According to Selvi I et al. (n=433; age 43–75 years), the most common symptoms of HUMS were vaginal dryness (66.2%), decreasedlubrication (55.3%), urge to urinate (54.8%), urinary incontinence (39.2%). The study group had a high proportion of moderate to severe forms of all types of urinary incontinence, while the number of patients who had previously visited health care workers about their symptoms was low (52.8%). The authors also noted a decrease in quality of life indicators in psychosocial and sexual aspects [11]. Despite the high medical and socioeconomic significance of issues related to VVA, a critically small part of those who need it receive treatment for this condition [1]. The authors of the Women's EMPOWER study found that only 7% of women 45-90 years old (mean age 58 years, n=1858) are currently using prescribed TVA therapy (topical estrogen therapy or oral selective estrogen receptor modulators). However, it is not only a matter of non-compliance of patients: according to the survey data, only 18% of respondents were previously prescribed VVA treatment, and the majority (81%) did not know about the modern possibilities of VVA therapy or did not consider their condition to be a disease. Never took medication for HUMS or discussed their symptoms with a healthcare professional (72%), one in four (25%) were forced to self-medicate and use over-the-counter drugs, and 50% never used any treatment measures [1]. According to another survey, 56% of respondents discussed the symptoms of HUMS with a doctor, but only 40% used topical treatment (mainly over-the-counter drugs) [5, 12]. As a rule, women do not want to discuss their delicate problem with a doctor, because they are confident in the physiology of their condition, consider signs of VVA to be a natural part of aging that they will have to come to terms with. Respondents reported that discussion of their urogenital problems with a health worker began only after the women themselves actively complained or based on the results of a questionnaire before admission (85%) [1]. The authors of the Women's EMPOWER survey concluded that in real clinical practice VVA remains insufficiently recognized, the frequency of prescribing therapy is extremely low, despite numerous clinical guidelines and proposed methods. The gap in communication between healthcare professionals and peri- and postmenopausal patients is still widespread [1]. Thus, according to surveys of doctors, 62% of them discuss VVA symptoms with postmenopausal women, but they themselves initiated the conversation only in 7–10% of cases [6]. It may also be due to the embarrassment of medical professionals or their belief that this is a normal manifestation of aging [4, 5]. Such a catastrophic discrepancy between the high prevalence and rare clinical diagnosis of VVA entails a severe progressive course of VVA and a significant deterioration in the quality of life of patients [13-16]. Over the past decade, many studies have been conducted, mainly surveys, in order to obtain more complete information about the impact VVA on the modern population of postmenopausal women. The results of these studies have shown that VVA symptoms have a global negative impact on sexual health. In a survey of 94,000 women aged 50–79 years, 52% reported having sexual relations during the year [12], but in patients with VVA, libido is reduced, since urogenital symptoms significantly affect the readiness for intimacy (62%) , the ability to enjoy sexual intercourse (72%) and experience libido (66%). Other surveys show that many postmenopausal women "avoid intimacy" (54-77%) and "have lost interest in sex" (71-91%) [6, 7, 9]. In a 2013 survey of more than 3,000 American women up to 85% of respondents noted the negative impact of VVA symptoms on sexual relationships, 47% reported that relationships with a partner suffer, and 27% that VVA negatively affects overall enjoyment of life [5]. Partners of women with VVA also noted the adverse emotional and physical impact of the partner's condition on relationships. In an online survey of 4100 men and 4100 women aged 55–65 years, 52% to 78% of men and 58% to 64% of women reported a negative impact of vulvovaginal symptoms on intimacy, libido, and sexual pain [17].DiBonaventura et al. (2015) analyzed data from the International Women's Health Survey, an online cross-sectional survey of women (n=7068) aged 40-75 in the US and Europe. The analysis included all postmenopausal respondents aged 40–75 years. The severity of VVA symptoms (absent, mild, moderate, severe) was assessed using a menopause rating scale [18]. The prevalence of VVA symptoms ranged from 40% (Germany) to 54.42% (Spain), with every second respondent assessing their symptoms as moderate or severe. The authors found that the decline in quality of life associated with moderate to severe symptoms of VVA is comparable to that of other serious conditions such as arthritis, chronic obstructive pulmonary disease, asthma, and irritable bowel syndrome [18]. VVA does not only affect quality of life , sexual health and couple relationships, but is also associated with an increased risk of depression and anxiety in postmenopausal women [19]. Moyneur E et al. (2020) assessed the relationship between VVA and depression, major depressive disorder and anxiety in their grandiose study [19]. The study included 125,889 women with VVA and 376,057 women without signs of HUMS (age 45 and older, mean 60.7 years). The prevalence of depression, major depressive disorder, and anxiety was 1.26, 1.33, and 1.47 times higher among women with VVA than in controls (23.9% vs. 18.9%, 6.3% vs. 4 .7%, 16.6% versus 11.3%, respectively). Interestingly, the largest difference in performance was at the younger age of the participants. After adjusting for the influence of other signs of menopause (insomnia, vasomotor symptoms, dysuria, and estrogen therapy), VVA remained a significant factor (depression — OR=1.23, major depressive disorder OR=1.22, anxiety OR=1.39; p< 0.0001) [19]. According to the REVIVE study, doctors prescribe hormonal therapy for HUMS — local (23%) and systemic MHT (18% of women). When using topical estrogen therapy, from 33% to 51% of women are satisfied and very satisfied with their effectiveness, but less than half of the patients adhered to the recommended therapy regimen. Women refused local hormone therapy, as a rule, because of the fear of systemic absorption, inconvenience when using creams, the need to reuse the applicator, and unwillingness to stain clothes [6]. According to the questionnaire, for urogenital disorders, the most common methods of treatment/self-treatment were over-the-counter, non-hormonal, topical vaginal preparations; and 32% of postmenopausal women had not previously used any treatment. The main reasons for refusal of prescribed treatment were insufficient severity of symptoms (18%); relief after initiation of therapy (17%). Approximately 45% were satisfied with the treatment. Fear of hormones was common in postmenopausal women using prescription vaginal medications [6]. Thus, the symptoms of HUMS entail a significant deterioration in quality of life, and therefore it is necessary to improve the management of this syndrome in order to mitigate its impact on quality of life of postmenopausal patients [18]. However, when managing patients with HUMS, it is necessary to take into account the lack of compliance of women, their prejudices regarding hormone therapy (even when using topical forms), and low awareness of the possibility of stopping painful symptoms with modern means. Negligence to see a doctor, lack of clear information in women about the available methods of VVA treatment, misconceptions (underestimation of the condition or negative perception of estrogen therapy), threaten the optimization of VVA management and its effective treatment. It is important to note that, despite the proven positive effect of local estrogen therapy in VVA (level of evidence 1A) [3, 20], it is contraindicated in some patients, and therefore it is necessary to search and study the effectiveness and safety of modern alternative non-hormonal and hardware methods. Modern effective and a safe method of HUMS treatment should be minimally invasive with high efficiency, obvious not only for doctors (by anatomical, histological and other signs), but also for the patients themselves. The positive effect of microablative remodeling laser therapy using carbon dioxide in gynecology is described: an improvement tissue regeneration using a CO2 laser, activation of fibroblasts, which promotes the formation of new collagen and elastin fibers, regeneration of the extracellular matrix and vascular proliferation [21, 22]. Evidence of the efficacy and safety of such therapy in high-quality studies is needed.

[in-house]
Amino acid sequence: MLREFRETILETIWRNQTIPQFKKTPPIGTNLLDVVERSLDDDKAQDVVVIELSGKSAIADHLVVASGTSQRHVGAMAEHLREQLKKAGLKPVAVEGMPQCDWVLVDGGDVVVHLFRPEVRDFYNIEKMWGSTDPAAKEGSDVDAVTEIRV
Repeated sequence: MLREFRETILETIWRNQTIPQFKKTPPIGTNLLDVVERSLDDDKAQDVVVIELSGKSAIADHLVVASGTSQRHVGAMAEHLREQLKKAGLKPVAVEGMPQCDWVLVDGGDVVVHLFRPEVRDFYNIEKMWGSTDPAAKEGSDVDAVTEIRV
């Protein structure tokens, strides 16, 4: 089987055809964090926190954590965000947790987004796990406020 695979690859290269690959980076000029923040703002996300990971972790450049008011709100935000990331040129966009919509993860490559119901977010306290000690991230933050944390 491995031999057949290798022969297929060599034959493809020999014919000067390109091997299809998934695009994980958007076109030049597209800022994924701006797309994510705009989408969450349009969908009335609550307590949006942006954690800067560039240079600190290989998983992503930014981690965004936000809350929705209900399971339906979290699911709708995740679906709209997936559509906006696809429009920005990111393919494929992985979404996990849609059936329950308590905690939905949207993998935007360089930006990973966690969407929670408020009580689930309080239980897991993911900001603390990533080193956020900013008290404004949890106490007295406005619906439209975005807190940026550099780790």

About the authors

Mekan R. Orazov

People’s Friendship University of Russia (RUDN University)

Author for correspondence.
ORCID iD: 0000-0002-1767-5536

D. Sci. (Med.), Prof.

Russian Federation, Moscow

Elena S. Silantyeva

Clinical Hospital “Lapino-1” “Mother and Child”

ORCID iD: 0000-0002-7667-3231

D. Sci. (Med.)

Russian Federation, Moscow

Viktor E. Radzinsky

People’s Friendship University of Russia (RUDN University)

ORCID iD: 0000-0003-4956-0466

D. Sci. (Med.), Prof., Corr. Memb. RAS

Russian Federation, Moscow

Liudmila M. Mikhaleva

Avtsyn Research Institute of Human Morphology of Petrovsky National Research Centre of Surgery

ORCID iD: 0000-0003-2052-914X

D. Sci. (Med.), Prof., Corr. Memb. RAS

Russian Federation, Moscow

Elizaveta A. Khripach

Multidisciplinary Medical Center “DEKA Medical”

ORCID iD: 0000-0003-2895-1193


Russian Federation, Moscow

Evgeny D. Dolgov

People’s Friendship University of Russia (RUDN University)

ORCID iD: 0000-0001-6709-5209

Clinical Resident

Russian Federation, Moscow